Paying our respects to those who lost their lives in the Oaks Disaster.


 12th – 13th December 1866 saw the largest loss of life in an English Colliery -“the Oaks” whereby 361 souls lost their lives. Following a marvellous fund raising effort the money was raised to erect the “Oaks Memorial” in Barnsley,in 2016, the occasion was marked by a full Memorial Service, to coincide with the timing of the explosion, organised by the Yorkshire Area NUM and the “People & Mining” group.

 This year due to Government restrictions that event cannot take place as we would have liked, however the occasion was marked by the laying of wreaths and respects were paid in an act of remembrance led by Father Stephen Race (St Marys Church Barnsley) supported by a limited number of people from the above named Organisations.

 Whilst the current situation constrains the attendance, it would be remiss to not recognise the occasion in some format. No disrespect is intended to anyone who usually attends. Hopefully the usual format will take place next year where everyone will be able to attend.





Frickley Miners Welfare Trust Fund, Assistance and Grants to local community groups.

At a time when it seems “bad news” is the “watch word of the day” it is nice to be able for a change, to be able to report something positive.

The Trustees of the Frickley / South Elmsall Miners Welfare Trust are to be congratulated for actually helping organisations in their community in these austere times, rather than just paying “lip service” to the aims and ideals set out on the Charity Commissioner’s Registered Website. With the help of former Frickley Colliery Miner Jeff Johnson MBE (awarded for his devotion to his community and charity work), who produced an action plan to enable the following Organisations all to benefit from the generosity of the Frickley Miners Welfare Trustees: Upton Rugby Club, Frickley Athletic Community Foundation & Football Club, Frickley Colliery Welfare Cricket Club, Carlton “Crotchets” (Junior Band) Carlton Main Frickley Colliery Band & Upton United Juniors Community Sports Club & Friends of Frickley Park, all of the named groups make an invaluable contribution to the local community of South Elmsall, Upton, Moorthorpe & Frickley.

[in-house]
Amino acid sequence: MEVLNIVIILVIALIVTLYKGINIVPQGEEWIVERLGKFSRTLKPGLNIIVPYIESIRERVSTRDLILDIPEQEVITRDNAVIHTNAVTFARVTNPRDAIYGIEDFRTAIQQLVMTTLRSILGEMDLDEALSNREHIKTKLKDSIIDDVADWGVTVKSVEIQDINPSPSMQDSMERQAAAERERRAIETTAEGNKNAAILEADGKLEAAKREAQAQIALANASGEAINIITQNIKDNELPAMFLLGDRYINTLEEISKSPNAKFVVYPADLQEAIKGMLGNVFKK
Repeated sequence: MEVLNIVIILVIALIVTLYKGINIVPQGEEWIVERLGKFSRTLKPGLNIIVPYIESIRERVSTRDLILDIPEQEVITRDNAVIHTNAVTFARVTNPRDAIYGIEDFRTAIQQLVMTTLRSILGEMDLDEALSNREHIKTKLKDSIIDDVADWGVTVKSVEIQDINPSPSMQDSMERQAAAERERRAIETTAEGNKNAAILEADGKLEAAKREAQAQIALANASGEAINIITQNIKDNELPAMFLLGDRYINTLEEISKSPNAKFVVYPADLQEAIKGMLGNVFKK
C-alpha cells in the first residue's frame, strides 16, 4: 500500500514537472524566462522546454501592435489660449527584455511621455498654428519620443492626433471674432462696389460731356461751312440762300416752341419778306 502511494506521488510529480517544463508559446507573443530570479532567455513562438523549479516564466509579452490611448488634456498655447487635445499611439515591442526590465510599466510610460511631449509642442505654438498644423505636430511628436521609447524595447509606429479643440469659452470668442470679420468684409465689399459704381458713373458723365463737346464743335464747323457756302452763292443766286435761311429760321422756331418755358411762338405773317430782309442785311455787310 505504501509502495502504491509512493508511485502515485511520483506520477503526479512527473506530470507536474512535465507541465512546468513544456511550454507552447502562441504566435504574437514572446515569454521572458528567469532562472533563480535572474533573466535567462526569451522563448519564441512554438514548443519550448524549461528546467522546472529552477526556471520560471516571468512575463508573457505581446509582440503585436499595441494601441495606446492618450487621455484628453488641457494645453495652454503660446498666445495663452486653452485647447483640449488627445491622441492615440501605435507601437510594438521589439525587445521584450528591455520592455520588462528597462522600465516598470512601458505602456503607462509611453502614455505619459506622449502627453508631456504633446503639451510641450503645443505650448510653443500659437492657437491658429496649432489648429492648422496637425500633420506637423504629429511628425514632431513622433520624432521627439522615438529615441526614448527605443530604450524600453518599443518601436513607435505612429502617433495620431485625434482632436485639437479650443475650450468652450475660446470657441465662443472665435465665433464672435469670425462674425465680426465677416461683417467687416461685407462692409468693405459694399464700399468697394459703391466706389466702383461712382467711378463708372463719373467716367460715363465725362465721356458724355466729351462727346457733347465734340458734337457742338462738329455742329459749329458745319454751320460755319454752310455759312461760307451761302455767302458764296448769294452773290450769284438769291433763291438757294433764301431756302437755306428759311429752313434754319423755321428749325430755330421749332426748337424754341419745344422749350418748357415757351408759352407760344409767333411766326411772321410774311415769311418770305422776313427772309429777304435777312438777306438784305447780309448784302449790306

Following an emergency Trustees Meeting chaired by John “Chick” Pickin, it was decided that all the named organisations would be given a dispensation with regards to the rent paid by them to the Trust Fund, in that this would be waived this year in recognition of the impact Covid-19 virus is having on Sporting and Recreational activities. The Trustees also decided, unanimously to award a grant to each organisation to enable improvements to their facilities and to attempt to plan to secure a future going forward. This generous gesture will make a real difference within the community and the NUM believe that the Frickley Miners Welfare Trust are to be congratulated for their actions.

Meanwhile it was also discussed that the Allotment Society, whilst not desirous of any grant finding, would however benefit from the same “rent arrangement benefit”. Mr Pickin agreed that he would arrange this assistance after discussions with the Allotment holders.